Domestic violence is a phenomenon that has taken place worldwide for many centuries. Despite the fact that the nature of such violence differs according to the location and point in time, research indicates that female victims' understanding of the experience and ability to cope are substantially comparable across culture (Russo, Koss, & Goodman, 1995; Walker, 1999). In order to aid in changing societal attitudes and beliefs about domestic violence it is crucial to identify the current commonalities and differences in cross-cultural experiences of battering. Consequently, this would establish a foundation for the endorsement of a universal interest in establishing prevention and intervention programs to assist victims and perpetrators.
A review of the literature appears to support a similar cross-national picture of violence against women as it relates to women's rights, gender equality, and social pressures. The presentation of battered women also appears analogous in the United States, Greece, Russia, and Spain, to include the elements of fear for the self and children, power and control issues, assuming responsibility for the relationship failure, having an inadequate support system, and developing an acute appraisal of imminent danger. There is good evidence of generational history of abuse, stigma and blame aimed at the victims, and the women's hope that the relationship will get better, and other unique dynamics, which compel her to remain in that relationship.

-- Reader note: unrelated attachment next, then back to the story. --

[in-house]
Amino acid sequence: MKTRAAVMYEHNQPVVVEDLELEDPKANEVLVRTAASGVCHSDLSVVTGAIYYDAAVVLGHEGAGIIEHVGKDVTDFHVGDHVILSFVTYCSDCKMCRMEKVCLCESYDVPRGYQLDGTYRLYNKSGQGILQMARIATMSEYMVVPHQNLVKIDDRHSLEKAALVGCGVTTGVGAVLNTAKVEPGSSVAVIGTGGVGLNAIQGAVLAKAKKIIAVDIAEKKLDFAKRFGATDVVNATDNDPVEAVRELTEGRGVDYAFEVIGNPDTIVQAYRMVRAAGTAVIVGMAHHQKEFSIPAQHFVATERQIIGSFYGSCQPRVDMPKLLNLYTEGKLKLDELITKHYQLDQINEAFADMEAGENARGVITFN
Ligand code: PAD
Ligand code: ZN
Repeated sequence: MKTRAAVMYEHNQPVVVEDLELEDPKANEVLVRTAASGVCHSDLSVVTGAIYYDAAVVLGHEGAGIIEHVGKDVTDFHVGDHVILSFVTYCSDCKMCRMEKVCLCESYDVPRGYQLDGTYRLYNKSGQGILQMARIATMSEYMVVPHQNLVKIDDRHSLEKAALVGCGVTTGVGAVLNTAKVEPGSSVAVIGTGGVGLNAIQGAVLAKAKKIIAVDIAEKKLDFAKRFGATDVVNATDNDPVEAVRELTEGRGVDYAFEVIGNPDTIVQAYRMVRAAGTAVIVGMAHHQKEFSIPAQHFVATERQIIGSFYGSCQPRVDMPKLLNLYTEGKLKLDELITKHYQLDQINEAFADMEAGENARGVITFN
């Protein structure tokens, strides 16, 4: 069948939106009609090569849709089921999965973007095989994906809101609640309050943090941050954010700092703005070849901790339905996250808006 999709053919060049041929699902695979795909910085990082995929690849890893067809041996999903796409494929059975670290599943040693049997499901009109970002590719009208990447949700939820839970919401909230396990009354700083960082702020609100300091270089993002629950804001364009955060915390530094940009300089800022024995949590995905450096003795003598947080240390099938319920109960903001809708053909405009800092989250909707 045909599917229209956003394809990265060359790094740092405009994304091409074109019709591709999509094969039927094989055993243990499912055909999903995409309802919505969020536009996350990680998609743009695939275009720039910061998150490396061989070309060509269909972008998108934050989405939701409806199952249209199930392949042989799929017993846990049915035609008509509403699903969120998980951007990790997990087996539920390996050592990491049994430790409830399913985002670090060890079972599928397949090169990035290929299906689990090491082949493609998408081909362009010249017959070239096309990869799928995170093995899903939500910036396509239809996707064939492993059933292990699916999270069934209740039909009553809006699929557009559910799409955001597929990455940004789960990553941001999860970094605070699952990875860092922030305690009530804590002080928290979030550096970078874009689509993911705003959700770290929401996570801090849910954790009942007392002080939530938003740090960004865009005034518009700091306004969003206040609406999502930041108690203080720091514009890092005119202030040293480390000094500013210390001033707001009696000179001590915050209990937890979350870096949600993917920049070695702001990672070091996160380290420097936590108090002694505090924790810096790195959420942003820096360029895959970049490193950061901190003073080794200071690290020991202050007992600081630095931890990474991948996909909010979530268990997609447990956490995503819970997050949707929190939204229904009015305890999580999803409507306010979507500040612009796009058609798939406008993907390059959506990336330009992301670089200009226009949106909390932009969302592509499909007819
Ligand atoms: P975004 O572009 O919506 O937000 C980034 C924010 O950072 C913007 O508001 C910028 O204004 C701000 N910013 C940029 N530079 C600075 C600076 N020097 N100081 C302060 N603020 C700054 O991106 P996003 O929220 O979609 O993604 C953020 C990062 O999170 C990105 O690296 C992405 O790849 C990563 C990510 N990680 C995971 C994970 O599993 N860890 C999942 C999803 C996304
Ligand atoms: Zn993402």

Although battered women's presentation is similar cross-culturally, some components of their symptoms cluster continue to be poorly understood and debated. For instance, it is difficult to assess whether some of their symptoms are pathological overreactions linked to past abuse, or rather objective reactions (and even potentially life-preserving reactions) to a real threat of danger in their present circumstances. Indeed, in the literature, one of the most debated constituents of Battered Woman Syndrome (BWS) is its connection to Posttraumatic Stress Disorder (PTSD). The present study investigates the connection between the content of abuse incidents and the women's reported PTSD symptomatology. Furthermore, the battered women are compared cross-nationally with regards to their reported PTSD symptomatology, as measured on the Battered Woman Syndrome Questionnaire (BWSQ; Walker, 1984, 2000). Results confirmed the hypothesis that PTSD in battered women is a cross-national phenomenon.